In the case of 1:2 prepolymer, we basically observed the same groups with varying intensities. Mainly observed were OH groups, CH, C=O, RCOOR, CO.

In the case of the 1-3 polymers, the same groups were observed again, and again, with varying intensities. Those mainly observed were OH, CH, C = O, RCOOR, CO

Fig. 3 shows the spectrum of the three different polymers together. It is possible to observe that they have the same line, i.e., it shows the presence of the same functional groups, all three show the formation of ester groups. It is important to note that in the OH functional group, the intensity of this polymer is greater in 1:3. This is because this polymer has a higher concentration of glycerol, which has three hydroxides (OH) in its structure. The least intense is 1:1 as this has a lower concentration of glycerin.

The OH groups can also be indicative of the presence of water in the polymer since water is a by-product in our reaction and this could be reflected in the spectrum.

Fig. 4 shows a spectrum of seven lines representing 7 different polymerization times. The specters were taken every twenty minutes, and showed the following trend: The intensity of the line representing the OH and CH did decrease the polymerization step. This indicates that water is being generated. The line that represents the C=O and CO showed greater intensity with the passing of the polymerization, this indicates an increase of ester groups, which is typical in these types of polymers.

3.2. Refractometry (refractive index)

The refractive index is an optical property of materials. The values shown below are the average of several tests undertaken at the same temperature. It is noteworthy that these tests were performed following the ISO-17025-2006 standard.

Refractive index of the three types of polymer Citrate: 1:1, 1:2 and 1:3.

1:1 prepolymer 1.50 (25 ° C)
1:2 prepolymer 1.50 (26 ° C)
1:3 prepolymer 1.495 (26 ° C)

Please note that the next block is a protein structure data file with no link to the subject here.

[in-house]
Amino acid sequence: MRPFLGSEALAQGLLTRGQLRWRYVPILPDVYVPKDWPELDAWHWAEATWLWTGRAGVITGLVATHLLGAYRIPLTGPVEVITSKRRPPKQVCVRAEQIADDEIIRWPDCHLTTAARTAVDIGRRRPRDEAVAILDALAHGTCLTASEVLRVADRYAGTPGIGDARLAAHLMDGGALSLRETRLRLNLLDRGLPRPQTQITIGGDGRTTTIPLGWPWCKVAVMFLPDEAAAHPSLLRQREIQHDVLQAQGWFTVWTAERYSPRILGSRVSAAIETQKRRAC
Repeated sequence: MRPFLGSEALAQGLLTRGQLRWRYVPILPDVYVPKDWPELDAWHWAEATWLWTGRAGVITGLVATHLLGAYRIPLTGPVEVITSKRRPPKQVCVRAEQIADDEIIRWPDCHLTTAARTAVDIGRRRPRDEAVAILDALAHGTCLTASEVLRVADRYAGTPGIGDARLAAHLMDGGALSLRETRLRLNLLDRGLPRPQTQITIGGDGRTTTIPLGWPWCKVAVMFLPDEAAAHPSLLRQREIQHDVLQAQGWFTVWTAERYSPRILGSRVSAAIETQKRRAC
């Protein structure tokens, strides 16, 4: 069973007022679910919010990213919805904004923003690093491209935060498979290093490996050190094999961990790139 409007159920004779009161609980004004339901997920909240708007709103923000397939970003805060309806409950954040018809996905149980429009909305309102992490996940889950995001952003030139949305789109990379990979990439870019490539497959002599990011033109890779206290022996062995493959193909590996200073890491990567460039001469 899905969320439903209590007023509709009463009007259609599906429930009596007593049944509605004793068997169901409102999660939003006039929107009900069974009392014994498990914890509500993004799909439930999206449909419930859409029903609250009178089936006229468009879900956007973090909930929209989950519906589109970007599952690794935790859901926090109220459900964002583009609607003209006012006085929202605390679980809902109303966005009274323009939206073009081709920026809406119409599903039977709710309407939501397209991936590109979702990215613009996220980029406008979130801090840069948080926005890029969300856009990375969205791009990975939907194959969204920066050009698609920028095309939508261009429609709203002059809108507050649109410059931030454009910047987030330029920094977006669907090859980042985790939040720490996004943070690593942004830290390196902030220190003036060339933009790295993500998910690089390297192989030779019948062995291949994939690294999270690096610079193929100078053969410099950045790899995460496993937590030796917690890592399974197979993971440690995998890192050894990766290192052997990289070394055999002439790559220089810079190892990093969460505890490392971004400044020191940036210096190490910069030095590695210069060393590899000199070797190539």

3.3. Acidity

Acidity was an important parameter when reactions were taking place, using this parameter controlled the equilibrium of the reaction. With the acid number, it was possible to calculate the amount of acid present in the sample and also the efficiency with which the reaction took place.

3.4. Humidity determination. (Method of recirculating air oven)

Mass loss as a percentage of the original mass of the sample is calculated using eq. 1:

Where:

  • m1 is the mass of the capsule = 22 316 g
  • m2 is the mass of the capsule + sample before drying = 27.036 g
  • - m3 is the mass of the capsule + sample after drying = 26.927 g

3.5. Calorimetry

In the following DSC curve, a temperature change at 168° C was observed. This indicates a possible transition to a glassy amorphous state.

3.6. Determination of density

This test was performed with an analytical balance with a kit for obtaining density data. This data was important for the realization of the mechanical tests, given that by using the volume and mass data to provide density, it was possible to calculate the grams of polymer needed to fill the frames and plates for performing this test. [5]

The density data were obtained only for the 1:1 polymer as the equipment used only handles solid samples.

d 1:1 polymer= 1.3 g/cm3

3.7. Tensile test

This test was performed to analyze the tensile strength and elongation behavior. Values shown in the table are very poor, given that, as mentioned above, it was not possible to undertake mechanical tests 1:2 and 1:3 [7].

The properties of reference polymer (Crystal polystyrene PS) are attractive for CD cases.

3.8. Impact test. IZOD

This test was performed to observe the impact strength of the IZOD method. The values shown in the table are very low, meaning that the polymer is very fragile. As mentioned above, it was not possible to perform mechanical tests 1:2 and 1:3 [6].

3.9. Hardness Test

This test could only be performed for polymer 1:1. The results tell us that it is a hard polymer when compared to PS, so it is possible to imagine the harshness of this material. The implementation of this test did not present complications.

1:1 polymer: 83.9 Shore D
Polystyrene: 85 to 90 Shore D

3.10. Biodegradation test